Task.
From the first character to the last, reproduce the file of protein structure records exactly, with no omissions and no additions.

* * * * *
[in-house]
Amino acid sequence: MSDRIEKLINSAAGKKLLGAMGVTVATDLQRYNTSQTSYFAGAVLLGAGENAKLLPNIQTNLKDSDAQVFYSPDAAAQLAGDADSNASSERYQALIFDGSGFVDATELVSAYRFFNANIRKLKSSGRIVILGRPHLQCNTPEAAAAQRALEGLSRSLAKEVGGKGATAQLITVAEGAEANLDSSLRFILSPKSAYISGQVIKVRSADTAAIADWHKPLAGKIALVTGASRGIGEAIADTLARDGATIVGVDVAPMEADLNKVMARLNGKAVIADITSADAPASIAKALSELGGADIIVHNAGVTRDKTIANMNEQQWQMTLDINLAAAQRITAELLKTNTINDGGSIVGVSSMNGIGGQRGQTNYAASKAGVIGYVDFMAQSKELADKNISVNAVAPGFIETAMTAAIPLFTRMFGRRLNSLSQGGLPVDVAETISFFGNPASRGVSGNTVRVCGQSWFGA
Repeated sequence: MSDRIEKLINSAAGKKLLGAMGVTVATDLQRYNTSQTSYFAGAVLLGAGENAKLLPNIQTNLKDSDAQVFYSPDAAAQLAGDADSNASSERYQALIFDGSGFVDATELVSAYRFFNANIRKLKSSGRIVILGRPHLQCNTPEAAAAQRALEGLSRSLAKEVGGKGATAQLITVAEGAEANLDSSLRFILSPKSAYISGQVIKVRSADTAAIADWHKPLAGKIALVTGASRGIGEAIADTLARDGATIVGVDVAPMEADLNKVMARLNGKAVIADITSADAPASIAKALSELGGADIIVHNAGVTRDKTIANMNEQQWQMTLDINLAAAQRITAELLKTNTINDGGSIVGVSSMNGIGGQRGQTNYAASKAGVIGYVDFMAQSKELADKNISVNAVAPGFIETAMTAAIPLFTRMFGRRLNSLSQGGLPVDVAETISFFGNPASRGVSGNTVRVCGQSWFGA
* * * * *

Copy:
[in-house]
Amino acid sequence: MSDRIEKLINSAAGKKLLGAMGVTVATDLQRYNTSQTSYFAGAVLLGAGENAKLLPNIQTNLKDSDAQVFYSPDAAAQLAGDADSNASSERYQALIFDGSGFVDATELVSAYRFFNANIRKLKSSGRIVILGRPHLQCNTPEAAAAQRALEGLSRSLAKEVGGKGATAQLITVAEGAEANLDSSLRFILSPKSAYISGQVIKVRSADTAAIADWHKPLAGKIALVTGASRGIGEAIADTLARDGATIVGVDVAPMEADLNKVMARLNGKAVIADITSADAPASIAKALSELGGADIIVHNAGVTRDKTIANMNEQQWQMTLDINLAAAQRITAELLKTNTINDGGSIVGVSSMNGIGGQRGQTNYAASKAGVIGYVDFMAQSKELADKNISVNAVAPGFIETAMTAAIPLFTRMFGRRLNSLSQGGLPVDVAETISFFGNPASRGVSGNTVRVCGQSWFGA
Repeated sequence: MSDRIEKLINSAAGKKLLGAMGVTVATDLQRYNTSQTSYFAGAVLLGAGENAKLLPNIQTNLKDSDAQVFYSPDAAAQLAGDADSNASSERYQALIFDGSGFVDATELVSAYRFFNANIRKLKSSGRIVILGRPHLQCNTPEAAAAQRALEGLSRSLAKEVGGKGATAQLITVAEGAEANLDSSLRFILSPKSAYISGQVIKVRSADTAAIADWHKPLAGKIALVTGASRGIGEAIADTLARDGATIVGVDVAPMEADLNKVMARLNGKAVIADITSADAPASIAKALSELGGADIIVHNAGVTRDKTIANMNEQQWQMTLDINLAAAQRITAELLKTNTINDGGSIVGVSSMNGIGGQRGQTNYAASKAGVIGYVDFMAQSKELADKNISVNAVAPGFIETAMTAAIPLFTRMFGRRLNSLSQGGLPVDVAETISFFGNPASRGVSGNTVRVCGQSWFGA